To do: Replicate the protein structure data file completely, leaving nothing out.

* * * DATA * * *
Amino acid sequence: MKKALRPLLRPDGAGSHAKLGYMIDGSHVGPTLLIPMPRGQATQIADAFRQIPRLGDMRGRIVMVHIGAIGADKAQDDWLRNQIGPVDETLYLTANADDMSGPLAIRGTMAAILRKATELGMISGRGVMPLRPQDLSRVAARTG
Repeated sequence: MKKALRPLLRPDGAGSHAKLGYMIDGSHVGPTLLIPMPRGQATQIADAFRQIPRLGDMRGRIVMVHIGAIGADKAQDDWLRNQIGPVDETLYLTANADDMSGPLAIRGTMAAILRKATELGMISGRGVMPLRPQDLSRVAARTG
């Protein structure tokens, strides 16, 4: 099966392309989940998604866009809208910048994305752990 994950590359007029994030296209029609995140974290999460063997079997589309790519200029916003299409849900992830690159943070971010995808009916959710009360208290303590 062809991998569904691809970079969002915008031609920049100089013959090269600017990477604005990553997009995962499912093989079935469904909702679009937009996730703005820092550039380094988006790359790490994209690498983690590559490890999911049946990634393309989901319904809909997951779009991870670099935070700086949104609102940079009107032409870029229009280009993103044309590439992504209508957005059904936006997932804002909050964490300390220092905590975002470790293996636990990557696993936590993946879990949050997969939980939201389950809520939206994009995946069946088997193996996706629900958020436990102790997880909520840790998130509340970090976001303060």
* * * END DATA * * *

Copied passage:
Amino acid sequence: MKKALRPLLRPDGAGSHAKLGYMIDGSHVGPTLLIPMPRGQATQIADAFRQIPRLGDMRGRIVMVHIGAIGADKAQDDWLRNQIGPVDETLYLTANADDMSGPLAIRGTMAAILRKATELGMISGRGVMPLRPQDLSRVAARTG
Repeated sequence: MKKALRPLLRPDGAGSHAKLGYMIDGSHVGPTLLIPMPRGQATQIADAFRQIPRLGDMRGRIVMVHIGAIGADKAQDDWLRNQIGPVDETLYLTANADDMSGPLAIRGTMAAILRKATELGMISGRGVMPLRPQDLSRVAARTG
């Protein structure tokens, strides 16, 4: 099966392309989940998604866009809208910048994305752990 994950590359007029994030296209029609995140974290999460063997079997589309790519200029916003299409849900992830690159943070971010995808009916959710009360208290303590 062809991998569904691809970079969002915008031609920049100089013959090269600017990477604005990553997009995962499912093989079935469904909702679009937009996730703005820092550039380094988006790359790490994209690498983690590559490890999911049946990634393309989901319904809909997951779009991870670099935070700086949104609102940079009107032409870029229009280009993103044309590439992504209508957005059904936006997932804002909050964490300390220092905590975002470790293996636990990557696993936590993946879990949050997969939980939201389950809520939206994009995946069946088997193996996706629900958020436990102790997880909520840790998130509340970090976001303060």